As most people were busy shopping for the holidays and/or viewing the impeachment hearings, Congress and the White House actually passed a new law — The SECURE Act — aimed at retirement. While many of the provisions in the SECURE Act will not have a major impact on high-net-worth individuals and families, there is one big exception: No more “stretch IRAs.”
Before 2020, an IRA that was inherited by a non-spouse, such as the children or grandchildren, could be paid out over the life expectancy of the beneficiaries. The required minimum distributions were based on a variety of factors, including the beneficiary’s age, life expectancy and account balance. Since withdrawals from most retirement accounts are taxed as income at the recipient’s highest rate, taking smaller withdrawals over more years provided a tax advantage.
But that tax advantage has been whittled down and could be a tax disadvantage. The SECURE Act mandates that non-spouse beneficiaries have up to 10 years to deplete the account. No more stretching out over a lifetime. This new rule applies not only to IRAs but also to inherited 401(k) accounts, as well as to Roth IRAs, although withdrawals from Roth IRAs are not taxed. This new rule took effect on Jan. 1, 2020, which means people already taking required minimum distributions from inherited retirement accounts will not be affected.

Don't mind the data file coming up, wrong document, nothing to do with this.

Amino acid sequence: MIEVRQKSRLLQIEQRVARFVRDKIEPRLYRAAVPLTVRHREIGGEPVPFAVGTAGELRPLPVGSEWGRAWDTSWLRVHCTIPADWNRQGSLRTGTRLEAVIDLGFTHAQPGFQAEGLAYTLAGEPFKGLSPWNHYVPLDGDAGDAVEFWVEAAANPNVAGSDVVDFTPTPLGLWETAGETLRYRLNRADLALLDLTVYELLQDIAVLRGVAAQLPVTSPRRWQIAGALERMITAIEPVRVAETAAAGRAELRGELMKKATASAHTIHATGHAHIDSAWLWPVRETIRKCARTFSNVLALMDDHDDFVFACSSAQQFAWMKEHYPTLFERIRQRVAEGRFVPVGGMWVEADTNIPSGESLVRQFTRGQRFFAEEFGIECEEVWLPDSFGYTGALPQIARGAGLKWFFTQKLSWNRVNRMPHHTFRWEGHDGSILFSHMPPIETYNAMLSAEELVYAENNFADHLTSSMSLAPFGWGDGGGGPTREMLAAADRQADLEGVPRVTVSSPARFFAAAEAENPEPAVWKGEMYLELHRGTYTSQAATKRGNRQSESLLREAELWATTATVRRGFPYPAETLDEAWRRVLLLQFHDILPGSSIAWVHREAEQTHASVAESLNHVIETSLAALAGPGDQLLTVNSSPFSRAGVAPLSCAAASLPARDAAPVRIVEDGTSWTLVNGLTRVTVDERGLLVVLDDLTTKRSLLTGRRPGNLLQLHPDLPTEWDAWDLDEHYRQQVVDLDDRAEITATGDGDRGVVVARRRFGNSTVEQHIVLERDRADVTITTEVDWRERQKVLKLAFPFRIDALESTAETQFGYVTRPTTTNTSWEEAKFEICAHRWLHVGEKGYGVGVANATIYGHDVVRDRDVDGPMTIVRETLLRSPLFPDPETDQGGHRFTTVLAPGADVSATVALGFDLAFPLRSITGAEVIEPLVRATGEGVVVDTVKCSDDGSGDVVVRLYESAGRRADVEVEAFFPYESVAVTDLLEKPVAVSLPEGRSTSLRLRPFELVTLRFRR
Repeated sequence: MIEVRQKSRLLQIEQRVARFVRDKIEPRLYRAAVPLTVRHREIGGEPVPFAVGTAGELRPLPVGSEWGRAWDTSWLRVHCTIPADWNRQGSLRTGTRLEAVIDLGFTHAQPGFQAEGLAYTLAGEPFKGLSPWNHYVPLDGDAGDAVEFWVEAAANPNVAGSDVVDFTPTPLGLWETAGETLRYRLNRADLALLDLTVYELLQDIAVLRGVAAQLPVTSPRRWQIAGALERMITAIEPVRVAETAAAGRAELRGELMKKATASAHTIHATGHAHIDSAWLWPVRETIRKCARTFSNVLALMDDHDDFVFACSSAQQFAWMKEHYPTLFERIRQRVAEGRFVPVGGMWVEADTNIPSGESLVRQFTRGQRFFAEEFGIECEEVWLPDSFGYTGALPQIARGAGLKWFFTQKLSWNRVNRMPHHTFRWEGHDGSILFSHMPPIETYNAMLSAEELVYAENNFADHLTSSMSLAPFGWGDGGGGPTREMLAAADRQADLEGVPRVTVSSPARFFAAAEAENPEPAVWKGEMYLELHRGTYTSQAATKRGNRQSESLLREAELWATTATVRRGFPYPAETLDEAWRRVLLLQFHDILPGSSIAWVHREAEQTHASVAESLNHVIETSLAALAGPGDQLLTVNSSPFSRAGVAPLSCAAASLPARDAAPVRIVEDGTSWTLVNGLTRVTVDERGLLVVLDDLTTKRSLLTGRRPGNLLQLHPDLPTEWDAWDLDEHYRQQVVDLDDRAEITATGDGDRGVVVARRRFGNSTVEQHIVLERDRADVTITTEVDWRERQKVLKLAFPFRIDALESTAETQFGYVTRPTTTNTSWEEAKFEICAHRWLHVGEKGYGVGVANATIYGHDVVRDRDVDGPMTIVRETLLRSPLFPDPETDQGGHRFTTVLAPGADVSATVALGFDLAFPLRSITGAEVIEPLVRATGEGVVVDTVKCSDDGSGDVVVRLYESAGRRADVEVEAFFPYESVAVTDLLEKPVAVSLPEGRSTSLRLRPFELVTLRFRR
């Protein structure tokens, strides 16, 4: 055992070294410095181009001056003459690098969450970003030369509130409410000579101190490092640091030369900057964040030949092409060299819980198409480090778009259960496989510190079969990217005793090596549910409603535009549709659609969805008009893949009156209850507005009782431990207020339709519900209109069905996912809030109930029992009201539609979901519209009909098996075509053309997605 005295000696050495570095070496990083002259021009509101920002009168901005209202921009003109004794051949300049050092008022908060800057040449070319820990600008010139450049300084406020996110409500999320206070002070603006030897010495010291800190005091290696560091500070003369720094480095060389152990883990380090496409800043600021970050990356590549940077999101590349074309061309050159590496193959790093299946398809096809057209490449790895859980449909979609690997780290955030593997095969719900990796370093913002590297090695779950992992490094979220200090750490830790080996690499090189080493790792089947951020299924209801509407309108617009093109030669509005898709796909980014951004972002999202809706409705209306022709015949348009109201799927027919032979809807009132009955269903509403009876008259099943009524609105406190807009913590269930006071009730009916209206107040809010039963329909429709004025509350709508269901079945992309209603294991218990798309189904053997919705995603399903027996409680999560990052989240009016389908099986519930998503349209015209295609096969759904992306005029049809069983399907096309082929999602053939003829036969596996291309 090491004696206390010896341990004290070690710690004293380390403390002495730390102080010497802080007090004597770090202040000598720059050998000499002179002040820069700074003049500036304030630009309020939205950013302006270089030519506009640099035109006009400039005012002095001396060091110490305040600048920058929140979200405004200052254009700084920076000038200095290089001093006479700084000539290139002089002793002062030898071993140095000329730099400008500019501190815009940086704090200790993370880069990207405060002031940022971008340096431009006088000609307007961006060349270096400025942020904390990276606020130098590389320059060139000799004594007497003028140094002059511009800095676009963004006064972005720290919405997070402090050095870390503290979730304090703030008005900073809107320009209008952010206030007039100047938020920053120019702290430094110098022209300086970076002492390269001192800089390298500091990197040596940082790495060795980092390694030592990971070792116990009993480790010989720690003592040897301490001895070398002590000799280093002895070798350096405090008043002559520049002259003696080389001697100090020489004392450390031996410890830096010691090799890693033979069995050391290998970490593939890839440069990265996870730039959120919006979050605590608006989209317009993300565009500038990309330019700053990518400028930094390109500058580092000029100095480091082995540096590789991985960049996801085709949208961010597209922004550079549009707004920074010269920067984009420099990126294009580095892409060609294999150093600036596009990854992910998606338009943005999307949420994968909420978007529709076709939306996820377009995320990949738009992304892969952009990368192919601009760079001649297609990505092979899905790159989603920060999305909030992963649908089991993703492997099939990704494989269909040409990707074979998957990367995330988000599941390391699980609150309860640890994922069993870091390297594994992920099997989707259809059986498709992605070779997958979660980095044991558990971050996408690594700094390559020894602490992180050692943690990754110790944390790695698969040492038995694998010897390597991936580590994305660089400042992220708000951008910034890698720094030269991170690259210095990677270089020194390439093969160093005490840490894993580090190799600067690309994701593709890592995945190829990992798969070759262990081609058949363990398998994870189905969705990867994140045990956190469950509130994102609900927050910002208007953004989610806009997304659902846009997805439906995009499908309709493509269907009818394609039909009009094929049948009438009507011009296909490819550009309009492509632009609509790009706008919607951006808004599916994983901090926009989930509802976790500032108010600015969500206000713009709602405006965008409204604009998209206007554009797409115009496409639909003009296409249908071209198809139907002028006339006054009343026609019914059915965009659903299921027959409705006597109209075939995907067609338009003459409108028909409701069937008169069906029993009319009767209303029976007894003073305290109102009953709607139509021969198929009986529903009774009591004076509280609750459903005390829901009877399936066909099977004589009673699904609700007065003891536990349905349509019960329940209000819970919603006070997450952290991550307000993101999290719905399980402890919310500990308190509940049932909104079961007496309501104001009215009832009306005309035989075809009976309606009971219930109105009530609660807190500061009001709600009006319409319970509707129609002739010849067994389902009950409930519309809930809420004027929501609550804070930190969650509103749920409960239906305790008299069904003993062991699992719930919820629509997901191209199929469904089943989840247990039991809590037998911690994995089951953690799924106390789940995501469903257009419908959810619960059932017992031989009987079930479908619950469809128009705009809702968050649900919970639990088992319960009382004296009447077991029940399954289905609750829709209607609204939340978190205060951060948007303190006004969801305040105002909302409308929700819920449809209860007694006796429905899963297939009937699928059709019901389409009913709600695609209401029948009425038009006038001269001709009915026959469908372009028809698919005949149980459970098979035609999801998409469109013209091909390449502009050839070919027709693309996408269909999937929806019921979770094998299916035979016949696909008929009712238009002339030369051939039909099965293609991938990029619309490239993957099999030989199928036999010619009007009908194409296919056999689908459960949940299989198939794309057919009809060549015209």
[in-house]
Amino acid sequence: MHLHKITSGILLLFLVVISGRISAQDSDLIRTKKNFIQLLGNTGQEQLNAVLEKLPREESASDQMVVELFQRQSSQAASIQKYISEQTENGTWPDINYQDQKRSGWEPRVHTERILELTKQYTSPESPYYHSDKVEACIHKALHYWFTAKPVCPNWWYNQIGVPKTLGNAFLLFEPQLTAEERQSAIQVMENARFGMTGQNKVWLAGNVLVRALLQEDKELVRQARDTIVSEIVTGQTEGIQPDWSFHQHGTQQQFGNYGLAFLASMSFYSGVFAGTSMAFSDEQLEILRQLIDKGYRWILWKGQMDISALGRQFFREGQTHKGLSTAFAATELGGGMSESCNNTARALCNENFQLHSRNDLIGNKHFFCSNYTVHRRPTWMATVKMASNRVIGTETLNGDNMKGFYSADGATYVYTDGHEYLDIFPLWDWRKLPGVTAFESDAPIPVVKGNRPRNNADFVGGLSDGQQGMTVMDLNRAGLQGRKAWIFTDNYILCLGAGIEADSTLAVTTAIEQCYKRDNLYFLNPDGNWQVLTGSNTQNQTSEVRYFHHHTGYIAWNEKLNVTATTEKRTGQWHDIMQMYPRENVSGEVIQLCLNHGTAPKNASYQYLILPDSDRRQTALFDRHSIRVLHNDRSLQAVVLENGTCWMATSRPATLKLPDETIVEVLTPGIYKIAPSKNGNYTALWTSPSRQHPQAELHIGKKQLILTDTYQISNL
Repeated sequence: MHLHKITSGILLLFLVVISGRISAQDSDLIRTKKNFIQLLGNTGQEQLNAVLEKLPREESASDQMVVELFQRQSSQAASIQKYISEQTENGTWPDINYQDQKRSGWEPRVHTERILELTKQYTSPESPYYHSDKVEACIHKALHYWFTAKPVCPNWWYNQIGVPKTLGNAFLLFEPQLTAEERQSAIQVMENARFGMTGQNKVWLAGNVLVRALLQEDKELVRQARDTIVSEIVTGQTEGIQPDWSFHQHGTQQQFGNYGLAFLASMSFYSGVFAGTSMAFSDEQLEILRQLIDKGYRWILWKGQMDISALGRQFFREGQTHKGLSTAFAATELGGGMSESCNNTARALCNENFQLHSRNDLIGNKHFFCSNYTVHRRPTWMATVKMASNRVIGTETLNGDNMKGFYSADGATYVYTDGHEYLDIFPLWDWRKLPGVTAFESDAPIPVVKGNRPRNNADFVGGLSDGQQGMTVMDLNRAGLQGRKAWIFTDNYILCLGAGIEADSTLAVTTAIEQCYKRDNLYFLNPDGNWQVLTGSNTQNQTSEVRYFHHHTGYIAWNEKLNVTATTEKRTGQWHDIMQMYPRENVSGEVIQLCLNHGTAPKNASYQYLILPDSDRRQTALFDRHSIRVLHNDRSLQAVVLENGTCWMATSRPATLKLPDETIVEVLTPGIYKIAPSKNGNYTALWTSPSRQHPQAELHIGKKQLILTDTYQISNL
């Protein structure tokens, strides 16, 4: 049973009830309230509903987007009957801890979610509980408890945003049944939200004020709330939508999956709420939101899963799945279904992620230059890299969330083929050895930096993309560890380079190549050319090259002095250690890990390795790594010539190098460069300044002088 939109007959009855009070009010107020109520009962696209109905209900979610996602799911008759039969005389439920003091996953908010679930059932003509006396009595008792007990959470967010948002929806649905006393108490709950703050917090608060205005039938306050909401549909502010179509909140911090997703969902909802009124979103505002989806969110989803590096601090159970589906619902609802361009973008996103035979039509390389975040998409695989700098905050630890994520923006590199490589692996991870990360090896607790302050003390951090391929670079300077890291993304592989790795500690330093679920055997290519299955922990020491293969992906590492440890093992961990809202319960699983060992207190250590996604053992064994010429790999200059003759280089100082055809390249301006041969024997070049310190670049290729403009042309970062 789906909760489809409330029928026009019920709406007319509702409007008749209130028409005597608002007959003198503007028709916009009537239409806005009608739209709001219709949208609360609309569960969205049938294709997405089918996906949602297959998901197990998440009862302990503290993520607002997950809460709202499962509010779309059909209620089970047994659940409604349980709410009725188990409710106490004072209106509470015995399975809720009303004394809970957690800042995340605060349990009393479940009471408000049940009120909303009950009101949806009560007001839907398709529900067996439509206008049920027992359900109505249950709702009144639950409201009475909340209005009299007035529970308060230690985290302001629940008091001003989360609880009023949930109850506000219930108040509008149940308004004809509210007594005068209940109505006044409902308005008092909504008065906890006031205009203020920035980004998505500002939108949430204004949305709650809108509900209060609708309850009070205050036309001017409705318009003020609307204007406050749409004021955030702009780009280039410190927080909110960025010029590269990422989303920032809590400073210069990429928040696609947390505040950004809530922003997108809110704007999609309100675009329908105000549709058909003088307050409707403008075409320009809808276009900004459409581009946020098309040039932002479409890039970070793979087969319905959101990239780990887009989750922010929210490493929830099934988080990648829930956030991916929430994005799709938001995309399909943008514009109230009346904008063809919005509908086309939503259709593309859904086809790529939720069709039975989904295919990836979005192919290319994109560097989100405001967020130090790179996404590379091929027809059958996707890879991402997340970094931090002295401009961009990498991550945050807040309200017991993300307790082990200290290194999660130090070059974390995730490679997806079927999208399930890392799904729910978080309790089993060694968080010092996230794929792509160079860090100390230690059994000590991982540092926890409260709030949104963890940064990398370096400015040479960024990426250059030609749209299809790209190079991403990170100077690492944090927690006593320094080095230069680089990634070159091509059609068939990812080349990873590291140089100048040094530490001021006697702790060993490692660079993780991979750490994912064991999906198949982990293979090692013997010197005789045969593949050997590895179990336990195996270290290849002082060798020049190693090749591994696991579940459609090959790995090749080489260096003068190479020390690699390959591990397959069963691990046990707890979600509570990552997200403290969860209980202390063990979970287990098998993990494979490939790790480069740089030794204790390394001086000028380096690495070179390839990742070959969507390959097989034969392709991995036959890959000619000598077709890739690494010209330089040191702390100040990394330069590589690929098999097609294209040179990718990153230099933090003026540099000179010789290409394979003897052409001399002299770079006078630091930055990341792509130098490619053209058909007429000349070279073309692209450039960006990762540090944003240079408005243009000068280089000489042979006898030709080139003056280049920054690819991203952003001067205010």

Most likely to be affected: If you are in your peak earning years and likely to inherit a sizable IRA or 401(k). In that situation, it’s good to be aware of what withdrawals may look like so you can plan accordingly. Also, if the IRA or other retirement account you inherit is (or will be) in a trust, you should find out the payout provisions of the trust to avoid a large payout at year 10. We are helping clients with both of these scenarios.
I will have more on the SECURE Act in the article I am writing for the January 2020 issue of Navigator, our digital quarterly.